Song of the Day: Gods and Monsters

This is probably my favorite Lana del Rey song and I once listened to it for about ten hours on repeat on a flight back from China. There’s something in me that bristles at the idea of finding a Lana del Rey song meaningful, but there are two lines I love:

No-one’s gonna take my soul away

Living like Jim Morrison.

While I don’t exactly advocate living like Jim Morrison – 27 is two years away and I have a fuckton more than two years left in me – I like the essence of freedom and individuality it conveys. As for the first line, I wasn’t even aware until I’d heard it that it’s essentially the guiding force in how I live my life. When I first moved to LA to be an actress I thought I might be the type of person who took any role, no matter how shitty, and I’d be happy to “sell out” if I ever had the opportunity. Over the last four years I’ve realized I can’t be that type of person, even if I want to. I can’t spend my time doing things I don’t love. My life can’t be about putting average work into the world. I can’t advocate for things I don’t believe in. No-one’s going to take my soul away.

Outfit Post: A Dapper Dame at CityWalk

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I took myself on a date to see Dallas Buyers’ Club at CityWalk yesterday – CityWalk is a giant, gaudy shopping center connected to Universal Studios, similar to Downtown Disney.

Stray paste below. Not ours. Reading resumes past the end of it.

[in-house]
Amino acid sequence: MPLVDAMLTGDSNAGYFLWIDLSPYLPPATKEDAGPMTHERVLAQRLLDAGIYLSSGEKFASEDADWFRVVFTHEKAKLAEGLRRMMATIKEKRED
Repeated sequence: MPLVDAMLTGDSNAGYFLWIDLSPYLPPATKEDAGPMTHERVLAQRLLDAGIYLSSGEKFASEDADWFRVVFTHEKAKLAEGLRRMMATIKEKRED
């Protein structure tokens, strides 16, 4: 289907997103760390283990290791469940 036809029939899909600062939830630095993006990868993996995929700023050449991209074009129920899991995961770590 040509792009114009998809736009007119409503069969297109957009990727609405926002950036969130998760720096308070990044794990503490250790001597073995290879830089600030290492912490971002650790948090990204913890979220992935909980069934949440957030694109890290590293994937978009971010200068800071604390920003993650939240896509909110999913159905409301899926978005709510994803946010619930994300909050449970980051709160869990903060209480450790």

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Vintage-style hat: bought in Hong Kong
70s button-down: Jet Rag vintage shop in LA
Wide-leg pants: custom-made in Beijing
Vintage sunglasses: Wild Man vintage shop in Lawrence, KS
Red vegan bag: Matt and Nat

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Dallas Buyers’ Club was fantastic – I’d definitely recommend it. I thought it might be one of those Oscar movies that’s bleak and depressing but the performances are good, but it really wasn’t. It definitely was sad, and the performances were fantastic, but it wasn’t bleak. Some parts were funny, some parts were inspiring – it isn’t the story of a man dying of AIDs, it’s the story of a man who refuses to die quietly and accept the discrimination and the backwards FDA regulations systems of the late 80s. It’s an important and moving story and I’d definitely recommend it.